But “better” is a tricky concept to define when you’re talking about a condition that attacks the brain, changes your personality, and forces you to relearn every aspect of normalcy. Better doesn’t mean you don’t have any kinds of problems.
The reality is that I’ve just spent an entire year living at home and focusing on nothing but healing my brain—and for all I know, it’s still healing since the ability to stay on task and manage time can be one of the last things to improve. Either way, though, it’s no surprise that being on my own and starting full-time grad school all of a sudden has been so jarring. No wonder I’m having a hard time, since I’m coming from a vastly different world than all of my healthy peers fresh out of undergrad.
When you’re going back to school after a serious illness, you have to be patient with yourself and give yourself credit for showing up—even when others say you’re not doing a good job. Don’t listen to them—you’re doing a fantastic job living the best life you can given the circumstances.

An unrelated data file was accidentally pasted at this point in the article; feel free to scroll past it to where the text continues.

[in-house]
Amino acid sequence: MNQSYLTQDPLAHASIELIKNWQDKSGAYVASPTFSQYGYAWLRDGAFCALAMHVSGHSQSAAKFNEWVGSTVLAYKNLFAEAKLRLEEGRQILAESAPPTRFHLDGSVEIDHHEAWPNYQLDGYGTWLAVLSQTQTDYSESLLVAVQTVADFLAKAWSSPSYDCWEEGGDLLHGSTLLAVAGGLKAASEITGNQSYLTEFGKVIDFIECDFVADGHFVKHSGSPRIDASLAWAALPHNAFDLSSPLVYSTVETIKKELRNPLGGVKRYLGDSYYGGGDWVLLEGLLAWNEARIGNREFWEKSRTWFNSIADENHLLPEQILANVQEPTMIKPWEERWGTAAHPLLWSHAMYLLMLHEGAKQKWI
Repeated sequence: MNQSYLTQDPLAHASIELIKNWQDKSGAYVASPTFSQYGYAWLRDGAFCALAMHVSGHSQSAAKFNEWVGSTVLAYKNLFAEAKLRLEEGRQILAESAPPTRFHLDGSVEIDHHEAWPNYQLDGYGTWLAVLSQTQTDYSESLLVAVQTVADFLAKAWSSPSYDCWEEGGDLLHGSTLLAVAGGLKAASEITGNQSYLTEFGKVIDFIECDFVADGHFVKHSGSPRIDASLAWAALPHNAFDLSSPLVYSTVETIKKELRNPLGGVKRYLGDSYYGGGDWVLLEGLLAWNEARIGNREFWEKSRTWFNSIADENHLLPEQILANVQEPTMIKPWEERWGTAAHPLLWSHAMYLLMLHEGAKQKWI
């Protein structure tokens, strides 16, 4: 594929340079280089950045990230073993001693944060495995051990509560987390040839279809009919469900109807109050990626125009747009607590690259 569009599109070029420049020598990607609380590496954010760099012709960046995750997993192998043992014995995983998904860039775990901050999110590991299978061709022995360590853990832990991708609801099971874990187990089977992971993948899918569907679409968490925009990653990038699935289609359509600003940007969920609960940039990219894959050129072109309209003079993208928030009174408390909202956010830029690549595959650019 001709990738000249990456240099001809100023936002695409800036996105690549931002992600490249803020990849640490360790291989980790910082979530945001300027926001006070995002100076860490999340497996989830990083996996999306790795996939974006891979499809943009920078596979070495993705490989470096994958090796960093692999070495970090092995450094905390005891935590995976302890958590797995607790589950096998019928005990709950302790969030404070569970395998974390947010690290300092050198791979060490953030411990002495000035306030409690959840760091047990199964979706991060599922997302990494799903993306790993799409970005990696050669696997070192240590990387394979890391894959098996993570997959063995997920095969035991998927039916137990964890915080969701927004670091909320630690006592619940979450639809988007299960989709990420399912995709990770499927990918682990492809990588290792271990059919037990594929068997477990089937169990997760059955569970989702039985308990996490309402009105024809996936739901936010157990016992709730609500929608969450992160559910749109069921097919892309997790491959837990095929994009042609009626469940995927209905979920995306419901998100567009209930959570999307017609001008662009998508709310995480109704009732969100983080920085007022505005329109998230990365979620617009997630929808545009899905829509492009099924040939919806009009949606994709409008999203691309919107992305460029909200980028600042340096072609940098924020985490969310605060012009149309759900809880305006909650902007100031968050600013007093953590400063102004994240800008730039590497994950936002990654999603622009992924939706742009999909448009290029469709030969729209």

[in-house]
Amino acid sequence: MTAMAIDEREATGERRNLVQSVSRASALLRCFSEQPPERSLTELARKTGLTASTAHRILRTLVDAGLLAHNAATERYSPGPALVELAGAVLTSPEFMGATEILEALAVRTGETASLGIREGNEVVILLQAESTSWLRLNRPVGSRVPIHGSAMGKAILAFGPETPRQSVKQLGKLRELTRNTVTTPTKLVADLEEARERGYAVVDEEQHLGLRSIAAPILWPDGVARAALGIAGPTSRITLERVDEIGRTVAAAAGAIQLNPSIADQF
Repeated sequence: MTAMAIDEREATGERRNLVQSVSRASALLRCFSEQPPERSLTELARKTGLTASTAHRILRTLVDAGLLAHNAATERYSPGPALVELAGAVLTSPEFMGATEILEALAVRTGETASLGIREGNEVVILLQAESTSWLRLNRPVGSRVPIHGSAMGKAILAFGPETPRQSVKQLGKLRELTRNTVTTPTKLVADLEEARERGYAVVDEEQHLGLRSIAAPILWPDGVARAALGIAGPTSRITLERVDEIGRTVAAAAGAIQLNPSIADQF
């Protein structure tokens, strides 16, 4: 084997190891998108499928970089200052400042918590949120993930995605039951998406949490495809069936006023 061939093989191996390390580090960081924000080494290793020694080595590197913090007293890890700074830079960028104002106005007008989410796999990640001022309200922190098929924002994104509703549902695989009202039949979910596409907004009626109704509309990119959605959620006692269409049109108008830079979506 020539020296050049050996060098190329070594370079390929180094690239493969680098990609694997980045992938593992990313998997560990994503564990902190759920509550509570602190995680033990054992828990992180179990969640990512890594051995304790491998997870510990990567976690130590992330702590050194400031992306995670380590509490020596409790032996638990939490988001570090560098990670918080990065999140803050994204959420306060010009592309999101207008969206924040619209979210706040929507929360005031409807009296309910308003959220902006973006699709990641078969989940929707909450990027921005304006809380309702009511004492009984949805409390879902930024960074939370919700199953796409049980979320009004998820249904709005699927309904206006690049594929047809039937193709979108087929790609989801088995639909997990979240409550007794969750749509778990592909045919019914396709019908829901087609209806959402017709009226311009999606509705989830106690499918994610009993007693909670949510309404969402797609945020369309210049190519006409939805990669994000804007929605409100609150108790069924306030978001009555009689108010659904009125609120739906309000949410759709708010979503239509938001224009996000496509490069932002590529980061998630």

If you’re like me, you might be ready to go full-speed and leave the sick days behind, but it takes time to relearn your limits and adjust to a new life. I’m learning that, no matter what anyone says, I have to be patient and kind to myself.
I’m happy to say that things are starting to improve since that conversation with my professor, and I’m beginning to find my footing.
No, I’m not the most efficient worker, and perhaps by those standards, I’m still a runt. But you know what? Sometimes the runts grow up to be the best dogs because of their differences.
So these days, I’m standing tall, and I’m proud of what I’m doing… I hope others will soon be, too.
P.S.: I’m tentatively going to appear on national talk radio next week for PANDAS Awareness Day on October 9th. Stay tuned for more details on when/how to listen!